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Alzheimer's

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Art for Alzheimer’s

By Jennifer Bradley, Staff Writer

(Page 2 of 3)  

Group-living homes are found decorated with corporate prints, more suited to a hotel or office. Loved ones will be more appreciative of art that speaks to them. The same can be said if a loved one lives with a caregiver. Taking the time to make a home engaging and surrounded by art which strikes memories is a benefit for all.

Museums Making a Difference

In addition to art experiences at home, museums nationwide are beginning to recognize the ability they have to give loved ones with memory loss a place to regain a piece of their formal selves.

New York’s Museum of Modern Art and the Hearthstone Alzheimer’s Family Foundation have created “Meet Me at MoMA”, for both loved ones and caregivers. It is tailored to the memory impaired and available once a month, during a time in which the museum closes. This helps eliminate the anxiety many loved ones feel in crowds, and allows for a much more enriching experience.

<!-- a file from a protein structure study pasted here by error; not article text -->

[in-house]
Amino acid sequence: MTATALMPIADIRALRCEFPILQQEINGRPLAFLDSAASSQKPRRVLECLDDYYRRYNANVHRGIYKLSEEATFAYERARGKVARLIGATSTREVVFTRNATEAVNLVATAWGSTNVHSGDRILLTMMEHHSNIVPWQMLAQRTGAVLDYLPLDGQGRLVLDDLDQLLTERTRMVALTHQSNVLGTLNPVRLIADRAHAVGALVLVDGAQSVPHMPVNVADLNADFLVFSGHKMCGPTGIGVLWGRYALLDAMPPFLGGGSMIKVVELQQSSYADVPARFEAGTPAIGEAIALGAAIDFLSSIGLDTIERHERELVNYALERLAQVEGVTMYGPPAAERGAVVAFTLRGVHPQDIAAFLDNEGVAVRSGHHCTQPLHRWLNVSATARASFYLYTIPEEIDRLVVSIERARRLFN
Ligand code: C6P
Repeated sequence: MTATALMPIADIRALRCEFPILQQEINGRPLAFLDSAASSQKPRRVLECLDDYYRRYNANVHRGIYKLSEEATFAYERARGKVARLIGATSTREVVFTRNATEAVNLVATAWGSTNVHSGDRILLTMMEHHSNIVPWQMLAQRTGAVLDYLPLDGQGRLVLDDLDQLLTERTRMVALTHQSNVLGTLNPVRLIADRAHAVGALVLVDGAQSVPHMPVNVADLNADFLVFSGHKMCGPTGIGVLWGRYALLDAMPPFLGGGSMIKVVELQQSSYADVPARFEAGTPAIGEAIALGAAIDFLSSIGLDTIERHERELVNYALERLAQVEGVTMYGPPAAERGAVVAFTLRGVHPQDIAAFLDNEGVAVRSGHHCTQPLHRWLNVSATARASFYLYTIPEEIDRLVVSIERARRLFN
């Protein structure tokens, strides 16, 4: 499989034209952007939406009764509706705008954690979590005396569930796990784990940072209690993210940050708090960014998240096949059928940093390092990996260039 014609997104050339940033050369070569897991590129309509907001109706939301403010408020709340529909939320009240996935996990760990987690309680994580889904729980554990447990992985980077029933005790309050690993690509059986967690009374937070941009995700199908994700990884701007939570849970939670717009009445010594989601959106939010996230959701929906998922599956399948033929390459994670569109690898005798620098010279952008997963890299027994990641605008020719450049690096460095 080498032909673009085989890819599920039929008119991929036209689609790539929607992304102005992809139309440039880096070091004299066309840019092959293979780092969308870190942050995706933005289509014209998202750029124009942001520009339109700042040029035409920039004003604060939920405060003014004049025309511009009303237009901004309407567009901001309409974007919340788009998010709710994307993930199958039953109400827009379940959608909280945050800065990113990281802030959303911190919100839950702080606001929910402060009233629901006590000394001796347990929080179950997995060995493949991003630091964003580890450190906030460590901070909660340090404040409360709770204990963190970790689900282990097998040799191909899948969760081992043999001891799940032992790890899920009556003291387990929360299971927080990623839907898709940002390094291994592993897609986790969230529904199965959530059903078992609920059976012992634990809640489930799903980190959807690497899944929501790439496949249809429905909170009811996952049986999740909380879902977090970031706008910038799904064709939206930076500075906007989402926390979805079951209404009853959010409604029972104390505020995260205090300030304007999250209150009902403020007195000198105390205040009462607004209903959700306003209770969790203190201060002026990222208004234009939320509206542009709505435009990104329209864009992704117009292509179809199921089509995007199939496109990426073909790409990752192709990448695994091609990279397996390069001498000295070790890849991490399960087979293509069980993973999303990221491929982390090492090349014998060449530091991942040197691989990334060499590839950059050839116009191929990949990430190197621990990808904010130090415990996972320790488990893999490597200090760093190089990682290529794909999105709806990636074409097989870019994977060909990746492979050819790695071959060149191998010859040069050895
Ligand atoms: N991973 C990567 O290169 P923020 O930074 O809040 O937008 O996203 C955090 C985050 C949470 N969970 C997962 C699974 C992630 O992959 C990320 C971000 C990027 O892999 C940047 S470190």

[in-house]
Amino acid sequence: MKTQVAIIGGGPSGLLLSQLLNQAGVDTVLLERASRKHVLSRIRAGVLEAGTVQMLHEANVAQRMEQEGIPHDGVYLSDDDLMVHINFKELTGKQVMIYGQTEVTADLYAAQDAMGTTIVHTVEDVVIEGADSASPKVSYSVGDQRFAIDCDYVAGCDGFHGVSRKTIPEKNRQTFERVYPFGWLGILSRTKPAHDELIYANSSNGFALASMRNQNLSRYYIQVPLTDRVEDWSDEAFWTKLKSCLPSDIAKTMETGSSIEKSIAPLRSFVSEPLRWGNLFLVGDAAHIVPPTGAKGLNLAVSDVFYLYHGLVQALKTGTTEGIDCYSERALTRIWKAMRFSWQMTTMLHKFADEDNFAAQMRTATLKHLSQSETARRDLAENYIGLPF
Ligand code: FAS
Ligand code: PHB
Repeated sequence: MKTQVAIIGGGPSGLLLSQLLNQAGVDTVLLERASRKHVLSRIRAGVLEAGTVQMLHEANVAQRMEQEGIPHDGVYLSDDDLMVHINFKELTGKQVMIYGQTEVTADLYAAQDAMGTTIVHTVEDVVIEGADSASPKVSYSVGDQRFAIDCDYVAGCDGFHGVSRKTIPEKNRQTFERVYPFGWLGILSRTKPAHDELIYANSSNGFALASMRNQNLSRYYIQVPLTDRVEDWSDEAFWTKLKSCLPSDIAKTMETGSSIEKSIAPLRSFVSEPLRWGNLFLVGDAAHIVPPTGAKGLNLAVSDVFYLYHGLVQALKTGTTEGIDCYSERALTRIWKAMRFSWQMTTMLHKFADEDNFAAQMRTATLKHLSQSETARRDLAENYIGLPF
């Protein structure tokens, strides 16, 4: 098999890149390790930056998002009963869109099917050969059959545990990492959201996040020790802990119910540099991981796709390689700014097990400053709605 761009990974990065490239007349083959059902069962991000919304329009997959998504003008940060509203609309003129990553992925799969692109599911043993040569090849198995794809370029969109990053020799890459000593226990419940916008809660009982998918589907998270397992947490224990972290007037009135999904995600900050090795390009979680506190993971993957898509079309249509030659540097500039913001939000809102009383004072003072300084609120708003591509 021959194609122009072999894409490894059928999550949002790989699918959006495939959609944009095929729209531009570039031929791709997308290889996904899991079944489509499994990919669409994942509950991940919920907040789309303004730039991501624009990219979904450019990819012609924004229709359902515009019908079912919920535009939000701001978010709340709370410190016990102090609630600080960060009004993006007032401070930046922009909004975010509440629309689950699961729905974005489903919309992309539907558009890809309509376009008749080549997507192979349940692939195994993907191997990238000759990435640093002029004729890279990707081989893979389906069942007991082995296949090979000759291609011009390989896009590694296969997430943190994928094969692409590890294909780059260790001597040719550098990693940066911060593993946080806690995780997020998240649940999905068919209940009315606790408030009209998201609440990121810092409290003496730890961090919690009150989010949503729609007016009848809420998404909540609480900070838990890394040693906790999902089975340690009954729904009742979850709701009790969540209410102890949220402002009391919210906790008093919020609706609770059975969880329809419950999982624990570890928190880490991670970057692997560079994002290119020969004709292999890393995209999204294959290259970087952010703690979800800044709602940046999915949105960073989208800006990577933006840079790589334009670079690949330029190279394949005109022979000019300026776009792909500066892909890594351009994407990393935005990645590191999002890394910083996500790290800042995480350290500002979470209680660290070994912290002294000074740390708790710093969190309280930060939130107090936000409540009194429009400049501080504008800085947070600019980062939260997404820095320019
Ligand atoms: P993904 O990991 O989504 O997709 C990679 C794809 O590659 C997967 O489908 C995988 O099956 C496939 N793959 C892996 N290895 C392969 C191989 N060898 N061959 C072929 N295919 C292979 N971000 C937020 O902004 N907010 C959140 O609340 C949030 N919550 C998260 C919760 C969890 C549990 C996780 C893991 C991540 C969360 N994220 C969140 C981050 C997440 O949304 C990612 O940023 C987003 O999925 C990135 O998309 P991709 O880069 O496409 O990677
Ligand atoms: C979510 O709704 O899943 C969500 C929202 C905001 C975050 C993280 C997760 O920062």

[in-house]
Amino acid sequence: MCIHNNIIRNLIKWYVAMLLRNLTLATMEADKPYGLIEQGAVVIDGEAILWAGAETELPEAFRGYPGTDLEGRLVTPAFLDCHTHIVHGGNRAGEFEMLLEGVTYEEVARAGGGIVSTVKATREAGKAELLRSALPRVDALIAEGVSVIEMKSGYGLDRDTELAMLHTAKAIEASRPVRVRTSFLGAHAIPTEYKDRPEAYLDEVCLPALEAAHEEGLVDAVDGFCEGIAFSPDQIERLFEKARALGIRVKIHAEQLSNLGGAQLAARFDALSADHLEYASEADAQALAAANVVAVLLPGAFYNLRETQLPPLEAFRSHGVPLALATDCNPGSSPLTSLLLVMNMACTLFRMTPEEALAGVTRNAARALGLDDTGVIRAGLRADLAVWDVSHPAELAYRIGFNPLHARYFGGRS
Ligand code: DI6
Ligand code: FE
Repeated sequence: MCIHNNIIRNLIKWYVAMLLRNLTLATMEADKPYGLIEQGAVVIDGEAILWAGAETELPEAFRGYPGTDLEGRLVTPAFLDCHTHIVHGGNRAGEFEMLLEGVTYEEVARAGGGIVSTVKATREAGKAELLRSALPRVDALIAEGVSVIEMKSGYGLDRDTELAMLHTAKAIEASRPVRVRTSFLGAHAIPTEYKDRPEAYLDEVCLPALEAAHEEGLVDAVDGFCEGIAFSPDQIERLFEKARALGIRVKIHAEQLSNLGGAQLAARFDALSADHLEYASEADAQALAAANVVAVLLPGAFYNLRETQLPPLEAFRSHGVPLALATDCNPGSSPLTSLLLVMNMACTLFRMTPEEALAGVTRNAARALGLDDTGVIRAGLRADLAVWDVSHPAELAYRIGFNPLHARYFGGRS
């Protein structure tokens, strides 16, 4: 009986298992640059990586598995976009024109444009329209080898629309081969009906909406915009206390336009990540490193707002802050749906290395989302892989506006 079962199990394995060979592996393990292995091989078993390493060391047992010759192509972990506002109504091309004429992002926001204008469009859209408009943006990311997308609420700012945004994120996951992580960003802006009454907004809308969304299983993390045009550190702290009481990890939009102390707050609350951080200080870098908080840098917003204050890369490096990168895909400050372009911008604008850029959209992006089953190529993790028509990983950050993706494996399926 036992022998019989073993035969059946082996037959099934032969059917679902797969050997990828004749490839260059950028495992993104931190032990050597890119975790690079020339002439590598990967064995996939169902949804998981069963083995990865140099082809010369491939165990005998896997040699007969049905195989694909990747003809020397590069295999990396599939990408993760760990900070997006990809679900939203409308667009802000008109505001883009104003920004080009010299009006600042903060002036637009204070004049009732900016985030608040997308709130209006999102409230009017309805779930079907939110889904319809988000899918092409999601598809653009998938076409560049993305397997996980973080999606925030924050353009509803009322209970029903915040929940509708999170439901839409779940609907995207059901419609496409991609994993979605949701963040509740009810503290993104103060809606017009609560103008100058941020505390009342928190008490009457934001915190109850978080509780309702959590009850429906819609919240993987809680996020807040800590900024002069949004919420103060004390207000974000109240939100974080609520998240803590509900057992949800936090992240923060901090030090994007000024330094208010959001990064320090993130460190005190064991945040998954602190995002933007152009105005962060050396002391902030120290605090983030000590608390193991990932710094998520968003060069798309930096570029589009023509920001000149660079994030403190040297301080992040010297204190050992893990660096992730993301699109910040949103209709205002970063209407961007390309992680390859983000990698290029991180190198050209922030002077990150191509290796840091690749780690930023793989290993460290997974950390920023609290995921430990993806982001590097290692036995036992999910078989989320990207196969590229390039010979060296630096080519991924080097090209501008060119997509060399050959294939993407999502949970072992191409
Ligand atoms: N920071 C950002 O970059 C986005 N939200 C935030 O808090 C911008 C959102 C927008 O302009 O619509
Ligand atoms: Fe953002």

The New York University School of Medicine has evaluated the program, and found that effects were positive. Caregivers report fewer problems during the week following the visit to the museum. Loved ones show better moods and self-esteem, while caregivers also feel an increase in support socially.

Many museums in the New York area offer such programs, including the Rubin Museum of Art in Manhattan, the Metropolitan Museum of Art, Modern Museum of Modern Art, among others.

In the Midwest, the Walker Art Center in Minneapolis hosts “Contemporary Journeys.” This tour and art-marking program is available in two ways:  groups can schedule a tour or art lab in advance, or individuals can register for regularly scheduled morning programs.

Wisconsin’s Milwaukee Public Museum is one of ten museums in that state which were awarded funding to create programming for beginning to mid-stage Alzheimer’s patients and those suffering with other forms of dementia. In Milwaukee, SPARK! features interactive exhibit experiences, through which specially trained staff help with discussions, object handling and other multi-sensory activities.

Another such endeavor is the “Connections Program” at the Cameron Art Museum in Wilmington, Delaware. This group uses old costumes from a variety of eras to spark memory and engagement from loved ones with memory loss.


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